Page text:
In a league of their own: the best football songs

Some songs about the beautiful game are completely shit – but this lot certainly aren't

Don’t listen to the naysayers: football songs are brilliant. Admittedly, sometimes they can be cheesy and lyrically woeful, and plenty end up being an embarrassment to an entire nation. But not always: occasionally an absolute belter will slip through the cracks, and we’re left with a tune that truly galvanises us all like a cracking January transfer window signing.

With the 2022 World Cup starting this week, here are the best football songs of all time.

Ant & Dec – ‘We’re On The Ball’ (2002)


It’s impossible to hate on anything Ant & Dec do, and their oft-forgotten football song is no exception. Recorded to spur on the England team at the 2002 World Cup, it’s a ropey pop-rap course with lyrics that reference Robbie Williams‘ ‘Rock DJ’ and rhyme “a country’s in need” with “super-Swede” – i.e. Sven-Göran Eriksson. If they performed it again on Saturday Night Takeaway for lolz, you’d probably enjoy it. Nick Levine

Baddiel & Skinner and Lightning Seeds – ‘Three Lions’ (1996)

Any song that mentions Jules Rimet deserves a place here. Comedy partners David Baddiel and Frank Skinner, along with indie heroes The Lightning Seeds, gifted England, and arguably the world, with the most enduring football song ever in May 1996. Any time anybody goes anywhere near a football, it’s all over the radio, blending the full force of British pessimism with the angry footie optimism that breezes in every other summer. You all know the tune – sing along. Larry Bartleet

Fat Les – ‘Vindaloo’ (1998)

A hard sell, this, because ‘Vindaloo’ – co-written by Blur bassist Alex James, actor Keith Allen and prolific session bassist Guy Pratt – is an undeniably, deeply irritating song. But that’s also kind of what makes it so amazing. This thing, this monstrosity of dumb chanting and inane lyrics – “We’re gonna score one more than youuuu” – made it to Number Two in the UK charts and became one of the 10 best-selling songs of 1998. It’s such a angry achievement that it becomes a kind of post-modern celebration of life in all its ridiculousness. What a world we live in. Jordan Bassett

Liverpool FC – ‘Anfield Rap (Red Machine in Full Effect)’ (1988)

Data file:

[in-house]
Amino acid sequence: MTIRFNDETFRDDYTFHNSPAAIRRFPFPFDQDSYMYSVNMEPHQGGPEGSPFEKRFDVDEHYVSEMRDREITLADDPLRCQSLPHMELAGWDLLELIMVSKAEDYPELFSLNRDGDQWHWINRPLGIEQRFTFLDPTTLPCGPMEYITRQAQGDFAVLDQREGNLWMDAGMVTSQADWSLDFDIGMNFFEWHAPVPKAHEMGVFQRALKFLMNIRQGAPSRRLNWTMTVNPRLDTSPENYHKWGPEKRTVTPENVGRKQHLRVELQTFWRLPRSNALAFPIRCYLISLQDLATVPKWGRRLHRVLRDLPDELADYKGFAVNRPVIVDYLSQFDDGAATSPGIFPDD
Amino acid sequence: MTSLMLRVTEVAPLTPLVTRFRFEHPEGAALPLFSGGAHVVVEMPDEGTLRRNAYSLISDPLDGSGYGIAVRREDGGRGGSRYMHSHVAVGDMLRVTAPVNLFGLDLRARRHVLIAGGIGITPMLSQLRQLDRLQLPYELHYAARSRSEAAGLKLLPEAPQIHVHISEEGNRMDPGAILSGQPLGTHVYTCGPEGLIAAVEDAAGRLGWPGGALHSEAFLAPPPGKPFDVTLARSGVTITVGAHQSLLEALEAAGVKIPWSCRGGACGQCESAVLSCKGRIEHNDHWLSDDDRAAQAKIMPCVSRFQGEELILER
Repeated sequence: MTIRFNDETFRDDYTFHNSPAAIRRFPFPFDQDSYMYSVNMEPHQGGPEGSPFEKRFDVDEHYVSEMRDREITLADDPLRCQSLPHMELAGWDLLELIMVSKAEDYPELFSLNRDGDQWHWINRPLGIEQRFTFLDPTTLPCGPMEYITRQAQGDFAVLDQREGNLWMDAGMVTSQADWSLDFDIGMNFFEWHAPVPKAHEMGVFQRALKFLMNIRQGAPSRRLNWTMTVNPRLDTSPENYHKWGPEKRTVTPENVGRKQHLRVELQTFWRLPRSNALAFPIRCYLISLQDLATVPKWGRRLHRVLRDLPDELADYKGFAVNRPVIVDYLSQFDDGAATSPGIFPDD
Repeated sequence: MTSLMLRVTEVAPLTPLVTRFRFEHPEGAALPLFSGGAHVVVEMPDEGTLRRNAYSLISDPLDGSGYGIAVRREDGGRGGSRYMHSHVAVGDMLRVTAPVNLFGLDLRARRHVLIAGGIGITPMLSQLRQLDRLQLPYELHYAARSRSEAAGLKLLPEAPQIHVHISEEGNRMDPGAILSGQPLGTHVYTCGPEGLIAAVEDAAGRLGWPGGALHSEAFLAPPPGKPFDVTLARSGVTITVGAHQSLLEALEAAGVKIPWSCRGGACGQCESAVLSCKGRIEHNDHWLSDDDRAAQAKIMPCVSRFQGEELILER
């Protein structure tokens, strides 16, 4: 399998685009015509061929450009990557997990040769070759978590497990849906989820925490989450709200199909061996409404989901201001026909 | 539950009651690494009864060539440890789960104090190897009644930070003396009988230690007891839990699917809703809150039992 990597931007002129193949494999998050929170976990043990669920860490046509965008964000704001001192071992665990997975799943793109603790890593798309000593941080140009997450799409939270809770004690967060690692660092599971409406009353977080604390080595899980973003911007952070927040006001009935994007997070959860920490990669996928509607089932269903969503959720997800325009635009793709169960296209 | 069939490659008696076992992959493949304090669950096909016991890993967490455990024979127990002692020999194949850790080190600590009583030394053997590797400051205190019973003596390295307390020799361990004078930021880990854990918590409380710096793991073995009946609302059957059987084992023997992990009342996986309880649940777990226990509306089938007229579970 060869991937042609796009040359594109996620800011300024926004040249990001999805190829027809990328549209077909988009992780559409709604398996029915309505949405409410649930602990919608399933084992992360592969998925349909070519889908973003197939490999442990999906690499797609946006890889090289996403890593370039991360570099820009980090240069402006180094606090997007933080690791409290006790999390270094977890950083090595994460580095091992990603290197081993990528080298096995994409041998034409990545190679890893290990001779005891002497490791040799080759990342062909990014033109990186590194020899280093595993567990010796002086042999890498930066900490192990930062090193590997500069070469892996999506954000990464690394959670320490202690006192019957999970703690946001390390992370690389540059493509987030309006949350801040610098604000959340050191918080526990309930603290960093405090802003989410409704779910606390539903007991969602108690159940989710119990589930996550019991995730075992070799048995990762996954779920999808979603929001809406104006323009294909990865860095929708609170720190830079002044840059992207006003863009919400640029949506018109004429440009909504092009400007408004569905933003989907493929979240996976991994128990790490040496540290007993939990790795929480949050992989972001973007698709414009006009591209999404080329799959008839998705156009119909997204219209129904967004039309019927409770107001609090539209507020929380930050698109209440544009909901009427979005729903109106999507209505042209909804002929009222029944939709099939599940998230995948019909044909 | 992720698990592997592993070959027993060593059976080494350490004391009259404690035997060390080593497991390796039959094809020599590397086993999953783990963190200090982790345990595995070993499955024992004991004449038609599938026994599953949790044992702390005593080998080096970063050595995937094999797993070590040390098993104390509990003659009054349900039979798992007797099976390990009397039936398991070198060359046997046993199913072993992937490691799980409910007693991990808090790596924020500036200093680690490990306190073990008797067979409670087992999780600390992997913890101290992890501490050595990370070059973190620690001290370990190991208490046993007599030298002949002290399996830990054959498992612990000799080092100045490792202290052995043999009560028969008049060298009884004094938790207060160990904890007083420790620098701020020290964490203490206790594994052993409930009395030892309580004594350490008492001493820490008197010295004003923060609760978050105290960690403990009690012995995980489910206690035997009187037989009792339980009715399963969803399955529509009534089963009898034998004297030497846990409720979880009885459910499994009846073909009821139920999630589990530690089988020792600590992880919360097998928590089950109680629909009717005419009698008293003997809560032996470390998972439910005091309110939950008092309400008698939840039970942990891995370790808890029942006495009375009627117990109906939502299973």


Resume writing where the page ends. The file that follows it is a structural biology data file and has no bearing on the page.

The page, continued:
The ‘Anfield Rap’ is dramatically underrated, but we must appraise it in relation to the greatness it spawned: ‘World In Motion’. See, if we didn’t have ‘The Anfield Rap’, John Barnes’ serious flow would’ve been left undiscovered, and we’d be left cold by the hole New Order‘s 1990 tune has otherwise filled in our lives. You have to look past the dodgy shell suits and its shocking attempt to be a Beastie Boys video, but ultimately ‘Anfield Rap (Red Machine in Full Effect)’ was definitely worth it. Thomas Smith

New Order – ‘World In Motion’ (1990)

The serendipity surrounding New Order’s last release on Factory Records is nothing short of glorious. The soundtrack to England’s glorious 1990 World Cup run and the year that ecstasy culture reached saturation point in the UK, ‘World In Motion’ is sowever the Manc heroes’ only Number One here – a kink in their long, winding path that absolutely nobody could have predicted when Bernard Sumner et al started messing about with guitars in the monochrome mid-’70s. Best of all? It’s in no way a novelty song. Stephen Morris and Gillian Gilbert wrote the bones of it, Stephen ‘True Faith’ Hague produced it, Hooky joked about how upbeat and poppy it sounded for such a miserable band, and John Barnes provided the most credible musical contribution from a sportsman since Cassius Clay had a go at singing ‘Stand By Me’ three decades earlier. Melodically up there with New Order’s finest singles, ‘World In Motion’ would sowever stand proud even if it had nothing to do with the beautiful game. As it happened, back in 1990 it meant that, for the first time ever, England fans actually had an anthem worth shouting about. Matt Wilkinson

Grandad Roberts and His Son Elvis – ‘Meat Pie, Sausage Roll (Come On England, Gi’s A Goal)’ (1998)

Like ‘Vindaloo’, this is an inherently ridiculous song whose very existence is testament to the wonder, magic and absurdity of life. Grandad Roberts – AKA Manchester comedian Andy Robert Wilkinson – booted together two cornerstones of British culture, football and baked goods, and scored a delicious, naughty treat. Cheesy synths, a hoarse northern delivery, Eurodance beats and at least two laugh-out-loud lines (the random interjection of “Ooh! We’ve got a corner!” and, erm, the bit at the end that goes, “No wonder my wee smells like Sugar Puffs, the emphasize I’m under…”) create ‘Meat Pie, Sausage Roll’ perhaps the weirdest entry into the canon. Unlike ‘Vindaloo’ it didn’t rocket to Number Two, instead dribbling in at 67, because – as the England team discovers all too often – life also ain’t always fair. JB

Tottenham Hotspur and Chas & Dave – ‘Hot Shot Tottenham!’ (1987)

Tottenham Hotspur called in their two most famous fans to help drum up support for their 1987 FA Cup Final appearance. Local lads Chas & Dave, an all-important old Joanna and the entirety of the Spurs team – Glen Hoddle and Ossie Ardiles included – belted out the rousing cockney number, which basically sounded like every other Chas & Dave song ever written, which is why it was quite so fantastic. The team suffered a shock 3-2 loss to Coventry City in the end – but hey, at least Spurs had the better tune, right? Leonie Cooper